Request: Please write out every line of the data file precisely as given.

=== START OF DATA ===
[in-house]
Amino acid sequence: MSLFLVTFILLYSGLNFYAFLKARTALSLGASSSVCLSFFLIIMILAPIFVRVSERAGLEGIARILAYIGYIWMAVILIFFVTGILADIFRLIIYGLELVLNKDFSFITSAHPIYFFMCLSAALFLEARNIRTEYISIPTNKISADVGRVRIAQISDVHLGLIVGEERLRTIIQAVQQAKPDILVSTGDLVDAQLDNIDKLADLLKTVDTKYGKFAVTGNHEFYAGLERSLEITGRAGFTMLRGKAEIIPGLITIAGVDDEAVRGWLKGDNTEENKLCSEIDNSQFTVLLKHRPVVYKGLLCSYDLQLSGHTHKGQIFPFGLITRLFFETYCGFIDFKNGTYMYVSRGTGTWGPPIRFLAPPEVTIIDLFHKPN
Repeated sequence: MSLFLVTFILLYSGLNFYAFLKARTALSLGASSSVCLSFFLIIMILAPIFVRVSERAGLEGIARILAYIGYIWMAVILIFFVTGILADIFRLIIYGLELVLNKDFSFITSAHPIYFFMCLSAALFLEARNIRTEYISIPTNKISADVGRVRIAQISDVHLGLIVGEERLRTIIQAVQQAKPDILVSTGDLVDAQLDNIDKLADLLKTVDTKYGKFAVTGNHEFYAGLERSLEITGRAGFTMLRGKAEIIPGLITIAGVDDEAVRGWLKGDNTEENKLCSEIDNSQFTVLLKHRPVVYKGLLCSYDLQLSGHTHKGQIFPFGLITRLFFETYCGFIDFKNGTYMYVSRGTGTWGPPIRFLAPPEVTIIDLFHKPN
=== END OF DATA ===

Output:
[in-house]
Amino acid sequence: MSLFLVTFILLYSGLNFYAFLKARTALSLGASSSVCLSFFLIIMILAPIFVRVSERAGLEGIARILAYIGYIWMAVILIFFVTGILADIFRLIIYGLELVLNKDFSFITSAHPIYFFMCLSAALFLEARNIRTEYISIPTNKISADVGRVRIAQISDVHLGLIVGEERLRTIIQAVQQAKPDILVSTGDLVDAQLDNIDKLADLLKTVDTKYGKFAVTGNHEFYAGLERSLEITGRAGFTMLRGKAEIIPGLITIAGVDDEAVRGWLKGDNTEENKLCSEIDNSQFTVLLKHRPVVYKGLLCSYDLQLSGHTHKGQIFPFGLITRLFFETYCGFIDFKNGTYMYVSRGTGTWGPPIRFLAPPEVTIIDLFHKPN
Repeated sequence: MSLFLVTFILLYSGLNFYAFLKARTALSLGASSSVCLSFFLIIMILAPIFVRVSERAGLEGIARILAYIGYIWMAVILIFFVTGILADIFRLIIYGLELVLNKDFSFITSAHPIYFFMCLSAALFLEARNIRTEYISIPTNKISADVGRVRIAQISDVHLGLIVGEERLRTIIQAVQQAKPDILVSTGDLVDAQLDNIDKLADLLKTVDTKYGKFAVTGNHEFYAGLERSLEITGRAGFTMLRGKAEIIPGLITIAGVDDEAVRGWLKGDNTEENKLCSEIDNSQFTVLLKHRPVVYKGLLCSYDLQLSGHTHKGQIFPFGLITRLFFETYCGFIDFKNGTYMYVSRGTGTWGPPIRFLAPPEVTIIDLFHKPN